Fake vodka and counterfeit Peppa Pig products seized, counterfeit steroids, increasing demand for holograms, fake olive oil arrests, nuclear tech in food fraud, and dodgy websites move underground
Fake vodka seized in Ireland
Counterfeit alcohol worth almost half a million euros has been seized from a farm in Ireland. According to the Irish Mirror, revenue officers seized 586 litres of bottled fake vodka and 4,000 litres of raw alcohol product, which could produce around 12,000 litres of fake vodka, along with production equipment, and bogus packaging and labels. The bootleg liquor contained denatured industrial alcohol. The investigation is ongoing.
China seizes knockoff Peppa Pig products
Thousands of counterfeit products bearing the children’s cartoon character Peppa Pig, such as toothbrushes and shampoo, have been seized in China, the BBC reports. The seizures follow a raid of warehouses, offices and factories in Yangzhou after the trademark owner Entertainment One alerted authorities that fakes were being sold online, including on marketplace JD.com. Head of the company YOUmEiLE has been arrested and the investigation is ongoing.
Guilty plea over trafficking of counterfeit steroids
A man from Massachusetts has pleaded guilty in US federal court to multiple charges related to his role in a conspiracy to traffic counterfeit steroids, US Immigration and Customs Enforcement says. Philip Goodwin, 37, of Lynn, Massachusetts, was arrested in April this year along with five others for operating a counterfeit steroid scam where steroid products were manufactured in Goodwin’s home from ingredients sourced from overseas and then fraudulently labelled as Onyx steroids. The fake supplements were sold to customers across the US using email and social media platforms. Fellow conspirator Tyler Bauman, also known as musclehead 320, pleaded guilty in August for his role in the scam.
Demand for holograms increases
The demand for holograms and the integration of the technology with other authentication tools is expected to increase in 2018, the International Hologram Manufacturers Association believes. With Asia, notably India and China, being counterfeiting hotspots, the Association says there is “unprecedented scope for growth for holograms” and expects the 3D images to be increasingly adopted in brand protection strategies as technology advances, alongside more industry and government collaboration to tackle the problem of counterfeits. Furthermore, the growing interest in polymer notes and the arrival of new banknotes in 2018, including the new Armenian series, new notes from Canada and Australia, and the new Swiss 200 Franc, will strengthen the role of holographic security features, the Association says.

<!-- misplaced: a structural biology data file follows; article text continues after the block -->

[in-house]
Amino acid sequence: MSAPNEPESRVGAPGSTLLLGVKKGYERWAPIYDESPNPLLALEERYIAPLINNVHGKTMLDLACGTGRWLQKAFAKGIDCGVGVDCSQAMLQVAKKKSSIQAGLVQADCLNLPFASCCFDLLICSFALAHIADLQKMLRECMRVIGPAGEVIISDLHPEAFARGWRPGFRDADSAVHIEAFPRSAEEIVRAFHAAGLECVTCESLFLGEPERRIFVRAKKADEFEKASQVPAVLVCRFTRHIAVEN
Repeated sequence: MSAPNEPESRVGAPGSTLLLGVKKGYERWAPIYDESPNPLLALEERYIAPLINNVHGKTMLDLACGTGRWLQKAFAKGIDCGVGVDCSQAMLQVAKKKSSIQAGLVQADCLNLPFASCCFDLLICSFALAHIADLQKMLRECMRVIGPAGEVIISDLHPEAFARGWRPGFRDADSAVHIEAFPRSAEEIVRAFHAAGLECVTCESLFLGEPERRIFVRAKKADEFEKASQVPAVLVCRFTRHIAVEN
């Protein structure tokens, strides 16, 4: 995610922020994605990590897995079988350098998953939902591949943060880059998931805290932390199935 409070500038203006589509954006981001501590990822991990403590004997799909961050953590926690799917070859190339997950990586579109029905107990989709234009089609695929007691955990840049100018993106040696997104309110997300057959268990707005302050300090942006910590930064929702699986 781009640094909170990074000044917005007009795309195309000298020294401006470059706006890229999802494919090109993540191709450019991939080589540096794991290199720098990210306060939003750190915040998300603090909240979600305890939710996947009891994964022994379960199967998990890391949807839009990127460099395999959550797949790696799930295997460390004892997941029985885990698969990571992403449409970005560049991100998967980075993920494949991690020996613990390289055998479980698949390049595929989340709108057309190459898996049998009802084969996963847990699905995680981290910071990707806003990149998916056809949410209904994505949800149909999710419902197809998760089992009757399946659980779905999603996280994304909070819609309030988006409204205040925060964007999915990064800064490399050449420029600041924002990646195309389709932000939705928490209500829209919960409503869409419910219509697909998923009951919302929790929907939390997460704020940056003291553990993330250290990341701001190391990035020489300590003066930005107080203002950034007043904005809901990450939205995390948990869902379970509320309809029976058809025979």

Seven arrests in fake olive oil scam
Seven Greeks have been arrested and charged with fraudulently selling large quantities of adulterated sunflower oil as olive oil, Foxnews.com reports. The criminal gang, made up of a family of four and three relatives, operated a workshop where they added a dye to sunflower seed oil to turn it green to resemble olive oil. The oil had been sold to Greek consumers ad also exported, mainly to Germany. The racket came to light when olive oil producers claimed their unique producer codes were turning up on products not sold by them. Those arrested are believed to be the main operators of a wider olive oil scam in the country, which has already seen 60 people arrested.
Nuclear tech used in food fraud
A new Co-ordinated Research Project that will utilise nuclear analytical techniques plans to aid the work of police, courts and customs in food fraud and other criminal cases, the International Atomic Energy Agency said in a statement. The four-year forensic science project using ion beam accelerators and research reactors will be divided into three main areas looking at food authentication by detecting adulterants, analysis of crime scene glass shards and the investigation of art forgery.
Dodgy websites move underground
Recent crackdowns on dodgy websites has seen a surge in the number of vendors moving to the dark web to sell their illicit wares, a report by Europol and the European Monitoring Centre for Drugs and Drug Addiction reveals. According to an article published by Newsweek, there is increasing activity on the dark web, which is more anonymous, after authorities closed down more than 20,000 rogue websites selling drugs and counterfeit goods. Experts noted there was a concern that criminal operations were not being entirely disrupted as a result of the dark web.